Love, Commitment and Wormholes: Three Observations about Marriage, Disability and Caregiving

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The best marriage training anyone could ever receive is through helping a married couple when one has a disabling condition requiring caregiving.  In the system of services for family caregiving, aging and sudden disability, there is little focus on the pre-existing quality of the marital or committed relationship between the caregiving spouse and the dependent spouse with an illness or disability.  In comparison to the financial, medical, and other health needs of someone with an adult onset disability or chronic illness, details of that person’s marital relationship can seem trivial.  Yet it plays a major role in the quality of life of the persons involved.  I had the honor of closely observing my parents’ marriage, which survived the challenges that come with caregiving and disability, and how they maintained quality in their marriage.

Various and complex factors can impact a marriage, but a disabling condition of one person can change everything. Available statistics on the rate of divorce or marital breakdown for marriages that have one person with a brain injury-related disability, for example, range from 15% to 25% (and 78% if including a study with a small participant size).   A study of anecdotal information revealed a common theme involving a drop in income and an eventual “burn-out over having to take care of the disabled spouse and seeing their quality of life eroding.” This in turn leads to “the abled spouse initiat(ing) a divorce, even though ‘feeling guilty’ about doing so.”


…You can be frustrated at how the other person is handling the situation, but at the end of the day, which is it that you really want to quit, the person or the situation?


For a real life first person example, one can read a sobering forum post initiated by a spousal caregiver seeking support about the sense of loss of the marriage he once knew with his wife before her stroke, while adjusting to the demanding role of a caregiver.

In our situation, my mother had a stroke in 2002 that left her requiring full-time caregiving. She was unable to sit up, walk or go to the bathroom on her own, and, in the beginning, unable to interact or speak with us with full consciousness.  She temporarily had a tracheostomy for a ventilator, because she was in in a deep coma for almost three weeks.  The brian injury from the stroke led to my mother needing a feeding tube in her stomach as the only way she could be fed for the rest of her life.  Although not fully conscious initially, it became clear in time that her speech, although with a raspier voice, as well as her memory and her personality remained intact, with some moments of less emotional self-restraint.  

Providing care for my mother was demanding and the drastic changes for her required tremendous strength to live through without depression, especially through six cities in four countries. However, the extra, almost 12, years with my mother is so very precious to us all.  She watched her only grandson grow up into a teenager. We bonded more as mother and daughter. This was special because I spent some years of my childhood away from my parents due to economic realities of foreign service careers based in countries economically poorer than Western countries.  My mother got to age with her dear husband and partner through a lifetime of international transitions and postings.  Some of these posting were very challenging, but not as challenging as how they spent their last 12 years together, seven of which my father was her primary caregiver, which especially impacted my parents’ quality of life and marriage.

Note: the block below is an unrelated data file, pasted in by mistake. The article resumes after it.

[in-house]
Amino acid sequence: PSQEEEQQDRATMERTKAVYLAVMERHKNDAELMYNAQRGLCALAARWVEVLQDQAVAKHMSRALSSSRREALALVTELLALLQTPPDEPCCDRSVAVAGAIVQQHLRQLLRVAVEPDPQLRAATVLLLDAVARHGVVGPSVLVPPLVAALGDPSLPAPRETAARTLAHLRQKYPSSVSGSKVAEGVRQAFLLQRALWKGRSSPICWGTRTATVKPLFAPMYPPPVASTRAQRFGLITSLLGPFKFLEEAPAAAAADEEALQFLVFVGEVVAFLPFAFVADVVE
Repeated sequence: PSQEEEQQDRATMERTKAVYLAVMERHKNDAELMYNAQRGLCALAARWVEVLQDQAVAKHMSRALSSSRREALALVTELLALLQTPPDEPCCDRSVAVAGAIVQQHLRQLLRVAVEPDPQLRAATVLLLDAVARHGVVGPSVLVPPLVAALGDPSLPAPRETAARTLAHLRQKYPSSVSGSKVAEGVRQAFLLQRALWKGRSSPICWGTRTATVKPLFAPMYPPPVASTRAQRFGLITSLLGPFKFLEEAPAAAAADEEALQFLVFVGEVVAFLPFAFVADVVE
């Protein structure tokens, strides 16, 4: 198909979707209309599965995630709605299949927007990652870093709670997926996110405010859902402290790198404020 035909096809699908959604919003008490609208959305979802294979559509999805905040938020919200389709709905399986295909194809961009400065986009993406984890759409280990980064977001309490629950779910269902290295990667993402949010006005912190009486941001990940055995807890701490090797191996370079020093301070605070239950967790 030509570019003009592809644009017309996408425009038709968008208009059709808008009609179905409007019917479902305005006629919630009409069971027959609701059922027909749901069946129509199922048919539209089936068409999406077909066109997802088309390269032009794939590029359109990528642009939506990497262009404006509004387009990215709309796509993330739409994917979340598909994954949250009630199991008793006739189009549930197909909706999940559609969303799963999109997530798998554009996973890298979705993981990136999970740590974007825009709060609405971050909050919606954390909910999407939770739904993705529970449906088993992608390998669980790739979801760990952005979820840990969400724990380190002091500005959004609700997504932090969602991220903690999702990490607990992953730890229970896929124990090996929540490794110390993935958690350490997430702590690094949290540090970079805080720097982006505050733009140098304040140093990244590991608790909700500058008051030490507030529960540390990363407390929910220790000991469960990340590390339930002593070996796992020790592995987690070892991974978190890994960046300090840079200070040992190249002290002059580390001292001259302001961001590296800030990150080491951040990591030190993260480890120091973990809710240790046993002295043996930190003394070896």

According to a study by Perry Singleton, “couples with lower quality marriages are more likely to divorce than couples with higher quality marriages.”  I was blessed to be able to witness my parents’ marriage, seasoned with many victories the surmounted typical marital problems as well the challenges that come with frequent upheavals and transitory nature of a globally nomadic life, survive their final stage of caregiving and disability.

Below are three of the many observations I have made about my parents’ relationship in the final stages of their marriage:

1)   My parents did not hold back in being and expressing themselves.


Roar loudly when you are going through something significant!  Even self-acknowledgement of how you are affected can go a long way.


My mother, with her strong personality that most people who know her note about her, didn’t hold back when it came to expressing her needs around my dad.  My father on the other hand, who is more reserved and quiet, wasn’t often expressive about his needs.  However, he was himself, so when he was silent and when he did speak up, my mother knew what each meant.  Their old patterns of communication as a married couple carried over to their life roles as a caregiver and disabled spouse.

By not holding back what they felt or needed, my parents rode each wave of tension for as far as they could handle as individuals and as a couple, but they got on the waves and didn’t swim away from them.  Yes, not many people would sign up to get on the waves, but they did.  As they did, my parents roared loud expressions of how they were being affected, in the form of speaking as well as silence, to stay on those waves.

My parents made a decision decades ago, believing a person’s word at the wedding altar meant something beyond the first several years of marriage. They stuck to that decision until the end, and as they approached their last stages of their life together they did so LOUDLY.   Roar loudly when you are going through something significant!  Even self-acknowledgement of how you are affected can go a long way.

2) My parents lied about quitting each other.


 …Plan to turn every statement you have made or may ever make about quitting a good relationship or marriage into a big fat lie and make sure the other person knows you will always be lying about that.